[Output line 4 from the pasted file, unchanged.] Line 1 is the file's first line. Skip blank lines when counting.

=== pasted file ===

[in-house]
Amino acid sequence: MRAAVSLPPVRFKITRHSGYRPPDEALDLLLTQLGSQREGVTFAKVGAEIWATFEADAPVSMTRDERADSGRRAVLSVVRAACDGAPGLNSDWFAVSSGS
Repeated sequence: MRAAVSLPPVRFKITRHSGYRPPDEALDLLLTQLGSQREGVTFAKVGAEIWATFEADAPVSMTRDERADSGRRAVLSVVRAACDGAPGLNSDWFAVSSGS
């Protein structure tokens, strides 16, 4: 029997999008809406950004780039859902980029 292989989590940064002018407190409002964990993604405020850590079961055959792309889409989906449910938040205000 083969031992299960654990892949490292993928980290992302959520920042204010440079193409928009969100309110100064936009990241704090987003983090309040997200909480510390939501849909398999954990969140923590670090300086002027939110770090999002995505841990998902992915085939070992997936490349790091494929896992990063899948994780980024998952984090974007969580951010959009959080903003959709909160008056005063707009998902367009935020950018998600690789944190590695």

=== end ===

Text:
């Protein structure tokens, strides 16, 4: 029997999008809406950004780039859902980029 292989989590940064002018407190409002964990993604405020850590079961055959792309889409989906449910938040205000 083969031992299960654990892949490292993928980290992302959520920042204010440079193409928009969100309110100064936009990241704090987003983090309040997200909480510390939501849909398999954990969140923590670090300086002027939110770090999002995505841990998902992915085939070992997936490349790091494929896992990063899948994780980024998952984090974007969580951010959009959080903003959709909160008056005063707009998902367009935020950018998600690789944190590695």